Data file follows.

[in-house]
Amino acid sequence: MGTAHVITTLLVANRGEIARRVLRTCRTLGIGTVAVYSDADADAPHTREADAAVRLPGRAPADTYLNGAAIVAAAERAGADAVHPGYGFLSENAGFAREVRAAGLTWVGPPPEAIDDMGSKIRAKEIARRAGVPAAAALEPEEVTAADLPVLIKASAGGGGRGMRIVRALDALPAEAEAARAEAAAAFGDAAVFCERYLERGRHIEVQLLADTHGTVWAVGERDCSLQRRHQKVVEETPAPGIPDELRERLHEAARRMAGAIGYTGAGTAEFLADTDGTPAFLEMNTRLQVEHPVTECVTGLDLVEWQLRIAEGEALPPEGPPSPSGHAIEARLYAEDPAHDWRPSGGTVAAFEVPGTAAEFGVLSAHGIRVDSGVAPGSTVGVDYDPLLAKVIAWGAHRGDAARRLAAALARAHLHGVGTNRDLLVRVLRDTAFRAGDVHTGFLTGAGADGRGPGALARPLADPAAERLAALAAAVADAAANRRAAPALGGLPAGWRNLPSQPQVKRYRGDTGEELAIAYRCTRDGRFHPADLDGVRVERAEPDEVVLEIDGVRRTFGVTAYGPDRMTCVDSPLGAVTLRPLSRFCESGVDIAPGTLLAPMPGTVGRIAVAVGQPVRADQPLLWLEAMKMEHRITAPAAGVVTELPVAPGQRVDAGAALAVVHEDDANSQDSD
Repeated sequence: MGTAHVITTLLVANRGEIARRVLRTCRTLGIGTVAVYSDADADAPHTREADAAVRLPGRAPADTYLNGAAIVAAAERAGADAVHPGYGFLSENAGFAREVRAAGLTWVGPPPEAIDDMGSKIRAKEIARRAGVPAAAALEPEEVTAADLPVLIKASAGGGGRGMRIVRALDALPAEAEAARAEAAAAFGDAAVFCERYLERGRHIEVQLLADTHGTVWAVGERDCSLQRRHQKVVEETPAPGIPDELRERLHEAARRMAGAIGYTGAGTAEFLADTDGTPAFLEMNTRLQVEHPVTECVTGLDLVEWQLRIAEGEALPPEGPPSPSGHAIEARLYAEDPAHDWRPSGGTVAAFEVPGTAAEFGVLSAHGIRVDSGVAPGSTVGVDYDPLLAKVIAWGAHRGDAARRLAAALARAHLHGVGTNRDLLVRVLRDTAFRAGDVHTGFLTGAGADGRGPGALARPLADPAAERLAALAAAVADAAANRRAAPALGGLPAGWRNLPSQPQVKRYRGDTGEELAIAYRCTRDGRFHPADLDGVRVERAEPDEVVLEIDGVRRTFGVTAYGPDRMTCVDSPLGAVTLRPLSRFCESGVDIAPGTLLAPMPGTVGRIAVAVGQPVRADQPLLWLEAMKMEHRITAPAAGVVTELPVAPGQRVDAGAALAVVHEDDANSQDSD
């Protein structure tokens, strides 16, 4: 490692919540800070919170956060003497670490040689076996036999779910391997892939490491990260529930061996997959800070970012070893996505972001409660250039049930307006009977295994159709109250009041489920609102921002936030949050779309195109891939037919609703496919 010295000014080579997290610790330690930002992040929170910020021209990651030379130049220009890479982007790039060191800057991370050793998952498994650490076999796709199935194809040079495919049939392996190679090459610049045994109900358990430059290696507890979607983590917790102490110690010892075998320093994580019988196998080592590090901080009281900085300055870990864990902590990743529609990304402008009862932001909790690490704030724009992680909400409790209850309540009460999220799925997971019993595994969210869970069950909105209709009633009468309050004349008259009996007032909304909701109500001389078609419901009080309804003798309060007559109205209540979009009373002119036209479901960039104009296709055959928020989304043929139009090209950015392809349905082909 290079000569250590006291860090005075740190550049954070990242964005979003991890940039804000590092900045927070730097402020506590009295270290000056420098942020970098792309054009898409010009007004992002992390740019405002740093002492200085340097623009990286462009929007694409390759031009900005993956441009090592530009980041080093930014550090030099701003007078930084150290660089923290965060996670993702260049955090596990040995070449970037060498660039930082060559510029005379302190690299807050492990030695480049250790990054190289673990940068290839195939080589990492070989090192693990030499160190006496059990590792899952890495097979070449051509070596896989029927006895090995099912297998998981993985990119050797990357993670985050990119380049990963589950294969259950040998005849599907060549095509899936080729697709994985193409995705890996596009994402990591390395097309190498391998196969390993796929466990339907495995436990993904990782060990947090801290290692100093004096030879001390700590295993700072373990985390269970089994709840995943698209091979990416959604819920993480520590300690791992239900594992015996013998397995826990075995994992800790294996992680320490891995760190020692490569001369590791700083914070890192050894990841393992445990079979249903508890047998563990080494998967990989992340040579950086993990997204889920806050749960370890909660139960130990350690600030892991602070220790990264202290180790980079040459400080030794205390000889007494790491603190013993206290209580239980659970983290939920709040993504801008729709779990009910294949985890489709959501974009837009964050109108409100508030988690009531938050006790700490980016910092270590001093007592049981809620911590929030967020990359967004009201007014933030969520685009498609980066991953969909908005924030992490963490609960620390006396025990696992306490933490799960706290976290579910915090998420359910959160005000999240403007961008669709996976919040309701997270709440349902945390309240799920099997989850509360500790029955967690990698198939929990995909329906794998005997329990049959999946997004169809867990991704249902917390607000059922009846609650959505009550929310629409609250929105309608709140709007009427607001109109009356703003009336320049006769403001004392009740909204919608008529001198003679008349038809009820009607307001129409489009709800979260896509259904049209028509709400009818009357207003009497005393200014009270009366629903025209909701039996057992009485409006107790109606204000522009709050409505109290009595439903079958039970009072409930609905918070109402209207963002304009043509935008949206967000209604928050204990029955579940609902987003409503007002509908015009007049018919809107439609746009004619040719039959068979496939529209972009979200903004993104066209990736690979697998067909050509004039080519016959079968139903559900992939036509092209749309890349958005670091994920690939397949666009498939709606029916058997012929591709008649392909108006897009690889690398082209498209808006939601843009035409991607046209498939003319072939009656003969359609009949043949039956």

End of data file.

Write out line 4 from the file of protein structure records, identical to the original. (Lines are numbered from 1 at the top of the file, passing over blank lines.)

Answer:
């Protein structure tokens, strides 16, 4: 490692919540800070919170956060003497670490040689076996036999779910391997892939490491990260529930061996997959800070970012070893996505972001409660250039049930307006009977295994159709109250009041489920609102921002936030949050779309195109891939037919609703496919 010295000014080579997290610790330690930002992040929170910020021209990651030379130049220009890479982007790039060191800057991370050793998952498994650490076999796709199935194809040079495919049939392996190679090459610049045994109900358990430059290696507890979607983590917790102490110690010892075998320093994580019988196998080592590090901080009281900085300055870990864990902590990743529609990304402008009862932001909790690490704030724009992680909400409790209850309540009460999220799925997971019993595994969210869970069950909105209709009633009468309050004349008259009996007032909304909701109500001389078609419901009080309804003798309060007559109205209540979009009373002119036209479901960039104009296709055959928020989304043929139009090209950015392809349905082909 290079000569250590006291860090005075740190550049954070990242964005979003991890940039804000590092900045927070730097402020506590009295270290000056420098942020970098792309054009898409010009007004992002992390740019405002740093002492200085340097623009990286462009929007694409390759031009900005993956441009090592530009980041080093930014550090030099701003007078930084150290660089923290965060996670993702260049955090596990040995070449970037060498660039930082060559510029005379302190690299807050492990030695480049250790990054190289673990940068290839195939080589990492070989090192693990030499160190006496059990590792899952890495097979070449051509070596896989029927006895090995099912297998998981993985990119050797990357993670985050990119380049990963589950294969259950040998005849599907060549095509899936080729697709994985193409995705890996596009994402990591390395097309190498391998196969390993796929466990339907495995436990993904990782060990947090801290290692100093004096030879001390700590295993700072373990985390269970089994709840995943698209091979990416959604819920993480520590300690791992239900594992015996013998397995826990075995994992800790294996992680320490891995760190020692490569001369590791700083914070890192050894990841393992445990079979249903508890047998563990080494998967990989992340040579950086993990997204889920806050749960370890909660139960130990350690600030892991602070220790990264202290180790980079040459400080030794205390000889007494790491603190013993206290209580239980659970983290939920709040993504801008729709779990009910294949985890489709959501974009837009964050109108409100508030988690009531938050006790700490980016910092270590001093007592049981809620911590929030967020990359967004009201007014933030969520685009498609980066991953969909908005924030992490963490609960620390006396025990696992306490933490799960706290976290579910915090998420359910959160005000999240403007961008669709996976919040309701997270709440349902945390309240799920099997989850509360500790029955967690990698198939929990995909329906794998005997329990049959999946997004169809867990991704249902917390607000059922009846609650959505009550929310629409609250929105309608709140709007009427607001109109009356703003009336320049006769403001004392009740909204919608008529001198003679008349038809009820009607307001129409489009709800979260896509259904049209028509709400009818009357207003009497005393200014009270009366629903025209909701039996057992009485409006107790109606204000522009709050409505109290009595439903079958039970009072409930609905918070109402209207963002304009043509935008949206967000209604928050204990029955579940609902987003409503007002509908015009007049018919809107439609746009004619040719039959068979496939529209972009979200903004993104066209990736690979697998067909050509004039080519016959079968139903559900992939036509092209749309890349958005670091994920690939397949666009498939709606029916058997012929591709008649392909108006897009690889690398082209498209808006939601843009035409991607046209498939003319072939009656003969359609009949043949039956």